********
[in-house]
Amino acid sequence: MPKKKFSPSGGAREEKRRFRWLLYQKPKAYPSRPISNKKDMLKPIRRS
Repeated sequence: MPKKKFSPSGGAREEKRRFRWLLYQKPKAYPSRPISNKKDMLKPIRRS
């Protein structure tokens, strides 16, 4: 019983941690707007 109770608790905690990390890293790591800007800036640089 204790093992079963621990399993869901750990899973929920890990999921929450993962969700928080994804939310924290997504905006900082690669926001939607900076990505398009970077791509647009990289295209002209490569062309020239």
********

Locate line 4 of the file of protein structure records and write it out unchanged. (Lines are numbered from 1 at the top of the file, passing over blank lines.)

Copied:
């Protein structure tokens, strides 16, 4: 019983941690707007 109770608790905690990390890293790591800007800036640089 204790093992079963621990399993869901750990899973929920890990999921929450993962969700928080994804939310924290997504905006900082690669926001939607900076990505398009970077791509647009990289295209002209490569062309020239």